Got a chilling feeling at the PBS portion of the TV Critics Association winter press tour last month. Of course it was happening just before the inauguration, but it was surprising to see so many episodes pertaining to the extreme right. An impending “Frontline” about the Bundy’s armed takeover of federal land is unironically called “American Patriot.” And there’s two editions of “American Experience” (PBS, 9 p.m., check local listings) this month that are so even-handed in its explanations about the rise of the right you might think it a justification.
At any rate it’s odd to have two films about white supremacist groups during black history month. And both of them, by filmmaker Barak Goodman, use some of the same footage. Both tonight’s “Oklahoma City” and the forthcoming “Ruby Ridge” could play during Militia Group Movie Night without anybody throwing popcorn in anger (indeed the grown daughter of Randy Weaver gets to weep about being hunted by the government with orchestral music playing behind her; she could have felt less so had her dad cooperated with the authorities earlier).
“Oklahoma City,” which culminates in the worst case of domestic terrorism in U.S. history (and not by a Muslim!), but begins far back, to Ruby Ridge, where the Weavers were shot at by authorities, to Waco, which was also seen as government overreach, though people must have been OK with messianic cults armed to the teeth with child abuse going inside the gates of the Branch Divisions.
One key thing that happened soon after Waco was the Clinton administration’s ban on assault rifles, which sent right wingers over the deep end. It helped convince Timothy McVeigh to take action he read in a bad novel called “The Turner Diaries,” written by a neo-Nazi.
Of course, all of this is fascinating and important these days when the White House is being run by a guy whose website catered to white nationalists. And they were likely in production long before Trump got in the White House.
But the abundance of these films at one time, on a network where coverage was usually reliably sane (and hence blamed for being liberal) still causes a chill.
For his part, series producer Mark Samels bristled at my notion that it was weird to show both of them during Black History Month.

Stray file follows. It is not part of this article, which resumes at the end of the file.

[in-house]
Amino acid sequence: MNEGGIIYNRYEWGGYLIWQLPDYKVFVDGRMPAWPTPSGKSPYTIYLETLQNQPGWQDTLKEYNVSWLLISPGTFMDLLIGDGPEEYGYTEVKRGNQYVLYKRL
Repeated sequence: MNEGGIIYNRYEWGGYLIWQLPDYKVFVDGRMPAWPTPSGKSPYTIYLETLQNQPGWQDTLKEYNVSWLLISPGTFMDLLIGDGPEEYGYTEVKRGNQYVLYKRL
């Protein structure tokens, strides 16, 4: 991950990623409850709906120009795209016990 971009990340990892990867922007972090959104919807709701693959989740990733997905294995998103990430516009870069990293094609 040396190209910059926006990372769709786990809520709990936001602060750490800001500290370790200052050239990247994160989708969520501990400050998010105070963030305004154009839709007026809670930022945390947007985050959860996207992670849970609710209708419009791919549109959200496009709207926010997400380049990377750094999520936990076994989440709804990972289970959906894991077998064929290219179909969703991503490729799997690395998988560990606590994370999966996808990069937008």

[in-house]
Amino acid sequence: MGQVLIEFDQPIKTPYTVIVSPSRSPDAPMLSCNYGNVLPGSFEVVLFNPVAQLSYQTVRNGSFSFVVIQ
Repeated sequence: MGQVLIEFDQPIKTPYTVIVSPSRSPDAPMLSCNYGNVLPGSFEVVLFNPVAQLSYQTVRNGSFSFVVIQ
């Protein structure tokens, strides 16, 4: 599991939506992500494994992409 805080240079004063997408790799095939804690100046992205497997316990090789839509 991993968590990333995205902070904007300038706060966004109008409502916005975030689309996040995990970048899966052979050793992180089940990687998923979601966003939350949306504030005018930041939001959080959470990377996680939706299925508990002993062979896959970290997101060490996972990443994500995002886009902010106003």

“I don’t agree at all that it’s weird,” he said. “I think Black History Month is very much at the foundation of these stories. A lot that’s going on in both stories has to deal with white separatists, white supremacists, white nationalism. And I think that’s a backdrop to the great victories and achievements of African Americans throughout history, so I think it’s entirely suitable.
“History is a contested dynamic, often very conflict ridden enterprise,” Samels said. “Has been from the beginning and still is. It’s not simply just plaques on the wall. And I don’t think that this is movie night at the Aryan Nation’s compound either. I think if you see the films all the way through, you’ll see that Sara Weaver may have a very strong emotional pull on her version of events, but the FBI agents who were present at both Ruby Ridge and Oklahoma City have a very strong case to be made too about when you sit out there for the many, many months that they were waiting to try to bring Randy Weaver down on a charge of sawing off shotguns and nothing was getting done and he was armed up there and there were kids up there — they have a strong position to make. And I think it’s fodder for both sides to contemplate how far are we willing to tolerate the definition of civil liberties by individuals in a society.”
Filmmaker Goodman added that “it’s possible to be hard on the federal government or at least critical of the federal government’s response, especially at Ruby Ridge, maybe to some degree at Waco, and at the same time hold responsible this movement for what happened at Oklahoma City.
“We can hold both ideas in our heads at the same time,” he said. “In many ways, this film is about that. It’s about conspiracy thinking. It’s about how each side viewed the other inflated sort of dangerous terms. And so perhaps you’re reacting to the fact that we are somewhat critical, I think it’s fair to say particularly at Ruby Ridge, of the response of the federal government. But again, that doesn’t in any way diminish our very hard look at this movement and what this movement was responsible for.”